Having a child freak out at the dentist's office is never fun. It makes the dentist's job harder, it slows the dentist down and makes everyone else in the room have to wait longer, and it means that you have to watch your child in obvious emotional distress. In order to make sure that all of the energy you put into setting up this appointment and getting your child to go isn't wasted, you need to figure out a way to calm your child down enough for the dentist to do his or her job. Here are some ways that you can do this.
1. Distract Them
The easiest way to get your child to calm down is to make him or her forget that he or she is in a dentist's office in the first place. This is critical because it essentially disconnects the association of danger and his or her current situation, allowing the dentist to swiftly look at your child's teeth and decide if any further actions need to be taken. Some ways that you can distract your child at the dentist's office include reading him or her a book out loud, listening to his or her favorite song, putting on a movie, or telling a story about your childhood or some other story you think that your child would enjoy.
2. Convince Them That All Sensations Feel Like Tickling
Next, if your dentist decides that your child needs to have his or her teeth professionally cleaned, you are in for another challenge. Dentist's tools make scary noises, even the benign ones such as the spinning toothbrushes. In order to get your child to remain calm during this process, you need to draw attention to the fact that he or she isn't actually in any pain during the cleaning process. The noises are just scary and he or she is feeling emotionally distressed because of it.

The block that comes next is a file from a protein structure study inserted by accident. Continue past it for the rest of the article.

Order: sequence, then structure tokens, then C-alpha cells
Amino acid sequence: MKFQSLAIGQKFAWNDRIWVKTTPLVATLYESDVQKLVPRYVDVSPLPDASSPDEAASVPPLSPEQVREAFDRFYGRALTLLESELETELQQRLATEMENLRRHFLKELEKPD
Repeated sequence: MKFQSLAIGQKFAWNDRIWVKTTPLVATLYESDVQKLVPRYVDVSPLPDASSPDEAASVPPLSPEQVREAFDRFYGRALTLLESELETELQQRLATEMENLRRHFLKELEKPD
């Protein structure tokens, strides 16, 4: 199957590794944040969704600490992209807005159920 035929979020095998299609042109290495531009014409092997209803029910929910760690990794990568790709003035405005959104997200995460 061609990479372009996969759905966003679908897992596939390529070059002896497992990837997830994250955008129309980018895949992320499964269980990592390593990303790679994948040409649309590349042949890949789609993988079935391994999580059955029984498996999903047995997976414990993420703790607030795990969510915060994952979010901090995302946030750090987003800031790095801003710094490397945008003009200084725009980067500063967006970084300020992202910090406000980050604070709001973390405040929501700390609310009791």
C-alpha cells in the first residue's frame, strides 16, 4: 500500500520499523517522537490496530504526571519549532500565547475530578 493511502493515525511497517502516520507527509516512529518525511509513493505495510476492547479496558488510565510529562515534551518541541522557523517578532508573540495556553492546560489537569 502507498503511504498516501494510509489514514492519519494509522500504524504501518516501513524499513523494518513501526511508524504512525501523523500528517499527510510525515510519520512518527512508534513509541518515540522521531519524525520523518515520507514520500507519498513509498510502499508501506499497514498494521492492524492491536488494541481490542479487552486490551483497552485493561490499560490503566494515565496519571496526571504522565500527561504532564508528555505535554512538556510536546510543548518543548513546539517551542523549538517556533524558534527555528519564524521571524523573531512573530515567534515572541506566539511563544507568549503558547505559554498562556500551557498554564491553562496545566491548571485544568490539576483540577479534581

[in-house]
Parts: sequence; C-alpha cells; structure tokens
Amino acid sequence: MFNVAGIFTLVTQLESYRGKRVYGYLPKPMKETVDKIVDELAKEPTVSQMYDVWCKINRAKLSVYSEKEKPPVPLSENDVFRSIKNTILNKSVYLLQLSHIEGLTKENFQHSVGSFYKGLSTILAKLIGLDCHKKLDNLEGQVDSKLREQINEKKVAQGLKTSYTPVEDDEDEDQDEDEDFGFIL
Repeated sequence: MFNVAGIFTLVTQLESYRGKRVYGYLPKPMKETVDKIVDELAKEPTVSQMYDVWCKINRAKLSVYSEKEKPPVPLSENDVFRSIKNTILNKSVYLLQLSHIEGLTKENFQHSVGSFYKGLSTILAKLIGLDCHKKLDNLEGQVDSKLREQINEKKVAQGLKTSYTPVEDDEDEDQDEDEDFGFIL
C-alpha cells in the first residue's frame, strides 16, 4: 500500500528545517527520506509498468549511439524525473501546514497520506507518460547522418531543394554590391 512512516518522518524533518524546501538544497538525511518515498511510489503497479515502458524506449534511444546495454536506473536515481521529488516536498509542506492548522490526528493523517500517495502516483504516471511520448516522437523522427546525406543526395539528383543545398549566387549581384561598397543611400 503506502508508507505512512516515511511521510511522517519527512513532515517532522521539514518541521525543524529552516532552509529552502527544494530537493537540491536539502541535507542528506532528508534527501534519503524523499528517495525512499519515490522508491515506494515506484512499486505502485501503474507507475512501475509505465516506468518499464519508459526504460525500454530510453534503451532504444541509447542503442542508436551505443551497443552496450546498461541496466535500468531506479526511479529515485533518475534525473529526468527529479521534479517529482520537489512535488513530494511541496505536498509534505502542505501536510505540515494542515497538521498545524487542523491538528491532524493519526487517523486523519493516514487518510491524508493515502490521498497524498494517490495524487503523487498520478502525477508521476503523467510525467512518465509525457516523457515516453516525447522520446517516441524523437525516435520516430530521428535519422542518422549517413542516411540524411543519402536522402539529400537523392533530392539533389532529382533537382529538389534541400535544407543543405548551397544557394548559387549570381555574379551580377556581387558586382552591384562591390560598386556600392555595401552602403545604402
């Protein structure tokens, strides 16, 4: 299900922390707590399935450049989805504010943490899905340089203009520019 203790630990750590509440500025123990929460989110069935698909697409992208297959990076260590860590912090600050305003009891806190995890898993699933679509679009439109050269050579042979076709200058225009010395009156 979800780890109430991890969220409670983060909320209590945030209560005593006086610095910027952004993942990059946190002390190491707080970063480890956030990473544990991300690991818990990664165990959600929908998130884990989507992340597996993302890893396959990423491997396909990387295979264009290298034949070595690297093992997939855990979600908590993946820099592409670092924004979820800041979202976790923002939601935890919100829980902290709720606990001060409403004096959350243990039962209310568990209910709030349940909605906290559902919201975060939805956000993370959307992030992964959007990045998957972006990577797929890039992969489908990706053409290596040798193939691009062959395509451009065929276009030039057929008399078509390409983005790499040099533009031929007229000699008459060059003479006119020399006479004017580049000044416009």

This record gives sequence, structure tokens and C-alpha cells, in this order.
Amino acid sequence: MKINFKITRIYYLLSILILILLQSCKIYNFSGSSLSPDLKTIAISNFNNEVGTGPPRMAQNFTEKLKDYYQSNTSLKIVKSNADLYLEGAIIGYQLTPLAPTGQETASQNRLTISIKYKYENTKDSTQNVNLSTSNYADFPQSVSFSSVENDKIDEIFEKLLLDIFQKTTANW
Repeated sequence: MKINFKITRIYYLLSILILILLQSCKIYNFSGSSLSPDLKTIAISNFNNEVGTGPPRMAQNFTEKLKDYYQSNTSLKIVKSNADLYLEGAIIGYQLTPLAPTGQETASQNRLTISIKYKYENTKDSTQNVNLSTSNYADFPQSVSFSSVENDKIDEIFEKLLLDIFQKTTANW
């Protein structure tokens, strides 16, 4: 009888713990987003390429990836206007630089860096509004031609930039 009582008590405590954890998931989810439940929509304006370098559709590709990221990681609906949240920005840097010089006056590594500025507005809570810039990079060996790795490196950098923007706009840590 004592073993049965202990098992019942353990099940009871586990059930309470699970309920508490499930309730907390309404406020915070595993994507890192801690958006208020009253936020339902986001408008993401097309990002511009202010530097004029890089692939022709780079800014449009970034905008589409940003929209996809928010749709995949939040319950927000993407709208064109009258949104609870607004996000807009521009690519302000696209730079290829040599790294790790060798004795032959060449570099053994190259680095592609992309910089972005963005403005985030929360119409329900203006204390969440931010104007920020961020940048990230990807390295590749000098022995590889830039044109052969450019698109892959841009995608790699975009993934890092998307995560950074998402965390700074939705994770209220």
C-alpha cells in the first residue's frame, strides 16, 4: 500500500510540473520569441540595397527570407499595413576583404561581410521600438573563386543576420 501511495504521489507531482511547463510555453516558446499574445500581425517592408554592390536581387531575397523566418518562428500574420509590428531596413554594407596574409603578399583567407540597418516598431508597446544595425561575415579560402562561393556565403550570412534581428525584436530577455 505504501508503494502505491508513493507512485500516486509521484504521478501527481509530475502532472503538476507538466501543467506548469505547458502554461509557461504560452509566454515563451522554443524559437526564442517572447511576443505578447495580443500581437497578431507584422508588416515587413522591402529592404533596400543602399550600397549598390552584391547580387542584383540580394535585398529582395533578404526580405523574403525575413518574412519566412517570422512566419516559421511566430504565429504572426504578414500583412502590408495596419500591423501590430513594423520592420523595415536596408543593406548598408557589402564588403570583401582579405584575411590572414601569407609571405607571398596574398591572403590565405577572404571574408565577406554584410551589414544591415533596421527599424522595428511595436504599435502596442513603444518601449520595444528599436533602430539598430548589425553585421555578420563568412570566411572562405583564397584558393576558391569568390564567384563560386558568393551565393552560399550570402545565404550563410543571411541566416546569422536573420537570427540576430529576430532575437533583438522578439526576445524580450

The physical sensation he or she feels is not pain. Ask your child a bunch of questions about how it feels like he or she is being tickled and talk about how you always laugh when you're at the dentist because the dentist keeps tickling the inside of your mouth. This will force your child to focus on the physical sensation that he or she actually feels, rather than on his or her fear.
3. Reward Them
Finally, you are going to need to reward your child for going to the dentist and remind him or her of that reward. Make sure that your child knows that he or she will not get the reward unless the dentist is able to finish the job and he or she is good while in the chair.
For more information, talk to a local dentist, like Adams Dental Center.